According to a commemorative stone found in the antiquarium, the amphiteatre was built by a member of the Gens Petronia. This impressive building, which was used for gladiator fights and hunting wild beasts, is located on the northwest side of town and covers an area of about 6900 mq (74,275 square feet), Today, just 10% of the total size remains: part of it is incorporated into buildings erected in the Middle Ages.
Its remains are of moderate size and are fragments of walls, vaults, arches, pillars, wedges, circular corridors, armillas (snake shaped bracelets), podiums and cells, all of different materials and belonging to different works.
The perimeter (outer limit) was about 300 metres, about 1000 feet, 47 modules, with the axes of the ellipse respectively at 107 m and 82 m, the arena at 63 x 37.8 m, and containing seventeen thousand seats.
Presently located inside a hotel that is part of the Santa Caterina monastery are seven large pillars, some of them still intact. They are remnants of the tiered seats entering the cells and other remains, including stone objects of the previous era such as pile foundations, main wall remnants and niches. Situated about three meters from one another, in a private courtyard on the south side, are three impressive pillars on parallelepiped stands. They are well preserved, made of big overlapping blocks and rustic ashlars. One of them is reclined downstream, probably because of an earthquake around the year 1000. There are other remains throughout: corridors, fragments of steps and concrete walls, which clearly indicate that this was one of the monumental entrances to the amphitheatre. The shape of the area, defined by a tall modern elliptical wall and surrounded by a medieval quarter, is clearly visible from above.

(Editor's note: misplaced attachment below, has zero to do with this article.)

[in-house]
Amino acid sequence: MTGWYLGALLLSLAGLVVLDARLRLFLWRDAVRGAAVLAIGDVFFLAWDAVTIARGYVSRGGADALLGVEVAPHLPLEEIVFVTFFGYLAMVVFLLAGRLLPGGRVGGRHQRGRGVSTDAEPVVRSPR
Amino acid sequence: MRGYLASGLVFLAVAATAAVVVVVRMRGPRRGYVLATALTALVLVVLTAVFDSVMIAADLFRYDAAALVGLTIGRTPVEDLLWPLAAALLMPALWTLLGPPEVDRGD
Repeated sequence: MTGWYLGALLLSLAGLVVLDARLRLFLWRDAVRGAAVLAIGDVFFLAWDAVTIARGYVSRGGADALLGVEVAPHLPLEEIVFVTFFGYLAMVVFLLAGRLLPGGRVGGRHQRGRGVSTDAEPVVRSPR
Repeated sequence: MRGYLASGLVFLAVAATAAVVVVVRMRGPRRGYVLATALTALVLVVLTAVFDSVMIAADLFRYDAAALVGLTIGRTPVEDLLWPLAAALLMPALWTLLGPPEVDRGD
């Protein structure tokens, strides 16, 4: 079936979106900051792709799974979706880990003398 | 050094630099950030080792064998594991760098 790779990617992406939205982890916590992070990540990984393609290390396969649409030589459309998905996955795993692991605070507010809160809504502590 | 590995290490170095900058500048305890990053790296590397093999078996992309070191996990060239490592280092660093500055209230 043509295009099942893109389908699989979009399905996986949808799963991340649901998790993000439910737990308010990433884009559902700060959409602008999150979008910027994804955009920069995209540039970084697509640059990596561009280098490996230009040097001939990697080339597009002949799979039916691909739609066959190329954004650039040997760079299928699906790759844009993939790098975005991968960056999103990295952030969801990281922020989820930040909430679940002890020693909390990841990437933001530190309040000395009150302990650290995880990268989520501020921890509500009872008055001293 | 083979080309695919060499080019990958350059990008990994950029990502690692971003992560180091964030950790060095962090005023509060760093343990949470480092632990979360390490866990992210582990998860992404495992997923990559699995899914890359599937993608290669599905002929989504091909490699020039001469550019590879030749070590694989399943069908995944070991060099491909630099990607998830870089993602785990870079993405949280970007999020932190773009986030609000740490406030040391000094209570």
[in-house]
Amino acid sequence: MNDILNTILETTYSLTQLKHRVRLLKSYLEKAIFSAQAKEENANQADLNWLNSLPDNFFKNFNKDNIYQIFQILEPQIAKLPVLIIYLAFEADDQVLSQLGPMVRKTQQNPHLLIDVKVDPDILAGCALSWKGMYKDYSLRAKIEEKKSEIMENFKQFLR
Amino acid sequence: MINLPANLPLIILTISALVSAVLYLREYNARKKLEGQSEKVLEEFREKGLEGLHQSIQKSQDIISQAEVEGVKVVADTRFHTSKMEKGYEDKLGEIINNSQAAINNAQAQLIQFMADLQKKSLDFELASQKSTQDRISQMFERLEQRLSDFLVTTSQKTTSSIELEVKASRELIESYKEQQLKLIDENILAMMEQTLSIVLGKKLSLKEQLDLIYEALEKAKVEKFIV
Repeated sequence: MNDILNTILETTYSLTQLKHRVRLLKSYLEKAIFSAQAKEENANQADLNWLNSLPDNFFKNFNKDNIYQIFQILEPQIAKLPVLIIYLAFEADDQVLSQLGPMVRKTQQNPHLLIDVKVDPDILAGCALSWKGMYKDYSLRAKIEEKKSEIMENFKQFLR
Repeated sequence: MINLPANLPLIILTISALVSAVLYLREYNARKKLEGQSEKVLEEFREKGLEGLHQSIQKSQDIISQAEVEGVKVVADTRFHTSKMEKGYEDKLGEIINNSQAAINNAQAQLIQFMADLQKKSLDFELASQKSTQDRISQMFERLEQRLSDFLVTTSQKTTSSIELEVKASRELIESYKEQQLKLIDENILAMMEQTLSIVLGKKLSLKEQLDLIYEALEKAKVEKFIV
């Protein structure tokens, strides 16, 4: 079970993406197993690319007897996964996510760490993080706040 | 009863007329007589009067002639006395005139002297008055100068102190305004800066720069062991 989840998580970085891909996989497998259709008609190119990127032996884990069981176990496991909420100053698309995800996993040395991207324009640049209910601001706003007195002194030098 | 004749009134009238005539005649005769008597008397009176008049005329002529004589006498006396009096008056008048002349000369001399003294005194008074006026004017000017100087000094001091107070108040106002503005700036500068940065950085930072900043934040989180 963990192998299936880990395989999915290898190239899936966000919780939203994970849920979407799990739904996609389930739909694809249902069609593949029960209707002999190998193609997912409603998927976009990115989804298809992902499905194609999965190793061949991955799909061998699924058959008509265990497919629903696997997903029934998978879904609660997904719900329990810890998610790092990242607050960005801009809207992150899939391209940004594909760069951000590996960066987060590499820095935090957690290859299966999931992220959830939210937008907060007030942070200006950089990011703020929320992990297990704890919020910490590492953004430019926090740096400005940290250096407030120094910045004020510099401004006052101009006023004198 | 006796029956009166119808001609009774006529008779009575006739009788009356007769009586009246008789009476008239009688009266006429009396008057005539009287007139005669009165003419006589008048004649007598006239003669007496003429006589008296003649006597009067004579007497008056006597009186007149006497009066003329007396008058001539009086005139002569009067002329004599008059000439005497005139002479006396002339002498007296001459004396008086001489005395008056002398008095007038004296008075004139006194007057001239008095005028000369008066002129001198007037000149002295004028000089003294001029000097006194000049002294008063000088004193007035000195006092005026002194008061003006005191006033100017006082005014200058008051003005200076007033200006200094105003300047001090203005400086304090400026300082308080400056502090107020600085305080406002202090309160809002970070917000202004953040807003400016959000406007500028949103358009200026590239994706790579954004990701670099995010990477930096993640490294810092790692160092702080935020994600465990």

The Rocca Minore is to the north and, in front of it, the impressive Rocca Maggiore, where there was first an Umbrian, then a Roman Acropolis (city)